On the Prevalence of "Bill," Etc., in Australian Literature by Ironbark (G. Herbert Gibson)

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How we wish the clever writers
   Of our prose and of our verse
For their characters would take a wider range!
There are some which keep recurring
   Like a decimal -- we curse
Their recurrence, and we're aching for a change.

We are weary of the legend
   Where the sergeant of police
Loves the fascinating sister of a "crook,"
And condones a lot of felonies
   And breaches of the peace,
And won't prosecute when cattle have been "shook."

People say, "It's so Australian!"
   And some similar event
May have happened long ago as in the tale,
But police are not romantic
   Now - at least to that extent -
And the "crooks" they cop are handed to the gaol.

There's the big, gum-booted digger --
   Crimson-shirted, with the sash
Which he wore when Ballarat first played the game.
And he's nearly always doing
   Something venturesome and rash
When he isn't "slinging mullock" in his claim.

All the writers since the "'fifties"
   Have delighted in this type,
Who is always big and masterful and flash.
And, whatever he is doing --
   Diggin' - dancin' - stewin' tripe -
Why, he always wears the shirt and boots and sash.

There's the beauteous bush maiden --
   Though her father keeps a pub,
In the local estimation she is IT! --
And she rides unbroken "brumbies"
   Through impenetrable scrub,
An exasperating female, you'll admit.

She is cultured and accomplished,
   And with virtue she's supplied
In accordance with a lavish kind of scale.
So, when tempted by the squatter,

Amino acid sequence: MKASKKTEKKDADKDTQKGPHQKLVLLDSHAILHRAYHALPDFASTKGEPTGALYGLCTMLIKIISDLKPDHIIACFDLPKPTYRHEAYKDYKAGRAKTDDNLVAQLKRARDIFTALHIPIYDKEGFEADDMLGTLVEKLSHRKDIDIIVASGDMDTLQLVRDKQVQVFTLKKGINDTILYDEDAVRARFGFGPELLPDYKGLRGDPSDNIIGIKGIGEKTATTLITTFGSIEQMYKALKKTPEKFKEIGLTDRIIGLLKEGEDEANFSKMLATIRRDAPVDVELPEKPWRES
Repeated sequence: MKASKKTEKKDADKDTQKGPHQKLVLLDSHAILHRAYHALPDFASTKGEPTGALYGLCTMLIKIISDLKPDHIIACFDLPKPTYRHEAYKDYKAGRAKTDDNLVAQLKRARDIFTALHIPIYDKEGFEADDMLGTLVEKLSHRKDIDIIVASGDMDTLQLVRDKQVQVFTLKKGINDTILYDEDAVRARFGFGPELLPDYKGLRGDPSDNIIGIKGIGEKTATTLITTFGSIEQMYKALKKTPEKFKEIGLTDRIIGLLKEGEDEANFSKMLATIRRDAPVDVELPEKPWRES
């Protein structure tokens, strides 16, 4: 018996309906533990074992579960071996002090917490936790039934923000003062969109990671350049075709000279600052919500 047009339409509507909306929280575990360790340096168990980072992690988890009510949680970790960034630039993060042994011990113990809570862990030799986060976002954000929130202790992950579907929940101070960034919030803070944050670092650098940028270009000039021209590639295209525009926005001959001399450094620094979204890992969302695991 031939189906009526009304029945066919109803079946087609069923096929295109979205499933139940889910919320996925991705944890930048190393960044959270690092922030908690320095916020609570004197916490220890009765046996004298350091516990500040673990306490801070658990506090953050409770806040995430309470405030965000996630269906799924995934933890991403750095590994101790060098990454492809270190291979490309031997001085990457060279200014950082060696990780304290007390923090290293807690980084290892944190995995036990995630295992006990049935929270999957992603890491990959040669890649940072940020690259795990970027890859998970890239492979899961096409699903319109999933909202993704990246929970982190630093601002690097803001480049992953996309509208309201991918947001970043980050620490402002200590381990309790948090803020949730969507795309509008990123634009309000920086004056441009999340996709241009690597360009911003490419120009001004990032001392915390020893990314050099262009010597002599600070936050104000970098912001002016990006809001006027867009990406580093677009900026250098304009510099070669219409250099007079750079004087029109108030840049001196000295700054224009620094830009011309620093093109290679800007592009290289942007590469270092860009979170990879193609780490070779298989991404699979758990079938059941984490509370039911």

She prefers to be the bride
Of a humble chap who runs the local mail.

Ah! these types are too familiar,
   They disturb our peace of mind;
But the one which makes us actually ill,
Is that weird, elusive bushman --
   He's in every tale you'll find
And he bears the simple sobriquet of "Bill."

The great prevalence of William
   Makes our indignation boil --
Every reader of Australian fiction knows
How he praces through the poems
   Which are "racy of the soil,"
While he positively permeates our prose.

He's a shepherd, he's a shearer,
   He's a breaker-in of nags,
And he always swims some river in a flood.
But he wrecks our nervous system,
   And reduces it to rags,
'Till we really feel we want to have his blood.

He's a stockman, he's a drover --
   He's on any kind of "lay"
Which may chance to suit the man who slings the ink --
But he always plays the hero
   In an offhand kind of way --
That's enough to make a reader take to drink.

There is game and there is glory
   To be gathered by the bard,
Or the fiction manufacturer who will
Write a stirring backblock story
   (Oh! we know it will be hard!)
Or a poem that is innocent of Bill.

First published in The Bulletin, 22 January 1914;
and later in
The Macmillan Anthology of Australian Literature edited by Ken L. Goodwin and Alan Lawson, 1990.

Author: George Herbert Gibson (1846-1921) was born in Plymouth, England, in 1846 and emigrated, first to New Zealand in 1869, and then to Sydney, New South Wales, in 1874.  He was well-known for his humorous poetry in The Bulletin and published four collections of that poetry during his lifetime.  He died in Lindfield, NSW, in 1921.

Author reference site: Austlit

See also.

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This page contains a single entry by Perry Middlemiss published on January 22, 2011 7:30 AM.

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